He outlined the three general skill sets that are needed to effectively prevent burnout (Box 2), making the analogy to a being in a burning building. Dr Ross emphasized that, while resiliency is a key component, it is time-limited: “I don’t expect you to become more flame-retardant” but instead to get out of the building as soon as possible. In addition, in the setting of healthcare “we are in burning buildings all the time” and as such, there is a need to make flexible adaptations in order to meet the demands of the job. From the perspective of healing, Dr Ross continued the analogy with, now that we are out of the burning building, checking in with ourselves to acknowledge what just happened: “am I injured?”, “what just happened”, etc. to realize the impact of the situation, and be willing to acknowledge that impact with ourselves and our colleagues. A third component he emphasized is that there needs to be an element of post-traumatic growth that arises from profoundly stressful situations, which can in turn lead to positive psychological changes for our lives.
Box 2. Skills for Preventing Burnout
· Ability to bounce back
Flexible adaptations to meet demand
· Moving through, not past
· Positive psychological changes
· Results of a struggle through highly challenging circumstances
Dr Ross then highlighted strategies to develop what he calls “real time resiliency,” or hardiness (Box 3). He notes that by developing these skills, healthcare providers can create a wedge between compassion fatigue and what he calls “compassion satisfaction” which can be an effective anti-burnout strategy to maintain the connection with your purpose and the sense of satisfaction that comes from the work that you do.
Box 3. Components of “Real Time Resiliency” or Hardiness
· Commit to “What must I do right now to get the job done?”
What does your patient need right now?
· Have the power to stop and take a moment for yourself.
· Take time to reconnect and understand how you are feeling.
· Create a challenge-based mind set for yourself.
· Recognize this is a growth-oriented opportunity.
· Embrace the challenge of your education, your skills, your abilities to deal with adversity.
In the final portion of his presentation, Dr Ross related some of the benefits of post-traumatic growth approach to managing burnout, which involves transforming adverse experiences and trauma into an opportunity for recovery, healing, and personal growth. To do this requires that we find new ways to take meaning from these adverse experiences to re-align them with our values, our purpose, and meaning for our lives. The steps for this process include education and understanding, psychological regulation, safe disclosure, narrative development, and service/purpose/meaning, and these concepts are described in Box 4. The benefits of such a post-traumatic growth approach, Dr Ross emphasized, are a greater awareness of our personal strengths. It can also serve to enrich our relationships, as often deeper emotional bonds are formed during times of stress, and it can also lead to an increased appreciation for our own lives, for example, increased appreciation for our own health and our ability to connect with our loved ones. Lastly, a focus on post traumatic growth can allow us to, instead of burning out, recognize new possibilities and opportunities for our life, and promote our spiritual development.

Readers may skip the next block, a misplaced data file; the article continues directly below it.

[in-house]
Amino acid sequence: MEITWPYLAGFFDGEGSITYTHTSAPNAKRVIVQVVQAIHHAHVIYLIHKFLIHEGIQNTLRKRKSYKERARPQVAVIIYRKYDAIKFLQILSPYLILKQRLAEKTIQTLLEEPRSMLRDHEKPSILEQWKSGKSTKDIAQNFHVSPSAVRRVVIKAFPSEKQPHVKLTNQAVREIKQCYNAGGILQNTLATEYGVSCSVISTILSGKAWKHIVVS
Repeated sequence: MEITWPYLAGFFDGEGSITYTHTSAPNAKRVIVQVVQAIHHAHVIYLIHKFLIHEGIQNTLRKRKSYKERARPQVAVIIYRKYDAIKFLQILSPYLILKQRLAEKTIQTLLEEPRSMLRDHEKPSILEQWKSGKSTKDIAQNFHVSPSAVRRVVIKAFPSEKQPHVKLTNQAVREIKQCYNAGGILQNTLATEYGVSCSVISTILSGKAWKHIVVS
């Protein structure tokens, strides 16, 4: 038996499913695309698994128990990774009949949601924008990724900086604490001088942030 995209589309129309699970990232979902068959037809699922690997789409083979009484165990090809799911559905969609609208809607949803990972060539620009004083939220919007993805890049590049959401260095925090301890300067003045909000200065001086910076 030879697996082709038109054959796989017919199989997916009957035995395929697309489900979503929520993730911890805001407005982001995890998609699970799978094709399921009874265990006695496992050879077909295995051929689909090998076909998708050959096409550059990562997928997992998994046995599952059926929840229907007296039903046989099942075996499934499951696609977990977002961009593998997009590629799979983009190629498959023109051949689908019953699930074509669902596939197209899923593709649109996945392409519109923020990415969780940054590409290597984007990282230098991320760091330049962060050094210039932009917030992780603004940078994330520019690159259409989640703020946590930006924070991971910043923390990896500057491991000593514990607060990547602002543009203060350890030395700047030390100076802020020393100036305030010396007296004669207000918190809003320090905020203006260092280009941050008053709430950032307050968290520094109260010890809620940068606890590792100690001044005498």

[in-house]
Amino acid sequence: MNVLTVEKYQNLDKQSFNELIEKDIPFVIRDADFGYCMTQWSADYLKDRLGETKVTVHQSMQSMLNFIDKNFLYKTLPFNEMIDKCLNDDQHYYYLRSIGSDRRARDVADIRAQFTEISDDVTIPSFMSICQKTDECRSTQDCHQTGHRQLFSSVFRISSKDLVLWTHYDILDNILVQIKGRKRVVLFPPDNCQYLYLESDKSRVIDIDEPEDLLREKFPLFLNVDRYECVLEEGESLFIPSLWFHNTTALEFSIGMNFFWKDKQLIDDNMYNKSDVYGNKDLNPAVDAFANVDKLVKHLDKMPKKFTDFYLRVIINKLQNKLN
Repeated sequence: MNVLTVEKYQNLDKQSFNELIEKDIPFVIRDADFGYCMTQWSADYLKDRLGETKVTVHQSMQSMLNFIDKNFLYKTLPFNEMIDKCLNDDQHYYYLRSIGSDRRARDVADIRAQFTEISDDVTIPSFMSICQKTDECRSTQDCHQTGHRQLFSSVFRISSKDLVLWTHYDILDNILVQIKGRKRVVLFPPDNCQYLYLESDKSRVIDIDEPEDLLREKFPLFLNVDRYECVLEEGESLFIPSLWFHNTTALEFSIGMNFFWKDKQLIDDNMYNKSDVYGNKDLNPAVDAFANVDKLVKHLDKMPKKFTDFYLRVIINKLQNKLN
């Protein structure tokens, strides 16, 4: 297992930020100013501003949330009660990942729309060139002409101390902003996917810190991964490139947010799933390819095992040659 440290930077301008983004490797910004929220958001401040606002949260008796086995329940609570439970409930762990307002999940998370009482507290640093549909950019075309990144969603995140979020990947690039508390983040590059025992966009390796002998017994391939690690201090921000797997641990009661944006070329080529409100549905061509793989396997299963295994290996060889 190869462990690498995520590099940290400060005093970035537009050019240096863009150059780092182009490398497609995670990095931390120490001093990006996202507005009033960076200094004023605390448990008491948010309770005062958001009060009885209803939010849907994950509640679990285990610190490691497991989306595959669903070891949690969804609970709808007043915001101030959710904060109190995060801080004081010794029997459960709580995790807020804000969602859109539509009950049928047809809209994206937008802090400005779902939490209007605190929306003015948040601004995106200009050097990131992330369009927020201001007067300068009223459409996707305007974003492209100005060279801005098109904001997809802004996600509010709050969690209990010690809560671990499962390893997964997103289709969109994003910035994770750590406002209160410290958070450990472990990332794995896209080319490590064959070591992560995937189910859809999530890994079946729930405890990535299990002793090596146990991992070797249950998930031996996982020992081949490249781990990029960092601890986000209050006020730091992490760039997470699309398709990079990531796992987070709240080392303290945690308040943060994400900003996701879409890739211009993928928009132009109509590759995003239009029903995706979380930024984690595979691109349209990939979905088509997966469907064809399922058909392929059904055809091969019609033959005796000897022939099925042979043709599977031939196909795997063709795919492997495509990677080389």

Box 4. Moving from Trauma, to Resiliency, to Growth
Education and Understanding
· Need to understand that none of this a sign that something is wrong with you, or that you lack resiliency, it is a sign that you are Human, and the work that you do as a healthcare provider is deeply impactful.
· We need to have skills and strategies available to us daily that allow us to regulate our psychology and calm ourselves in mind, body and spirit.
· We need to have people that we can talk to and understand these experiences as we go through them, not just minimize or dismiss them; need to have “people in the trenches with us” who can relate to the experience and its impact.
· We need to develop a narrative that enables us to understand how this experience fits into our lives as professionals and care providers.
Service, Purpose, and Meaning
· Need to recognize that the core of what matters most to use can change according to these experiences.
Speaker Disclosure Information: Dr Ross reported no disclosures for this presentation.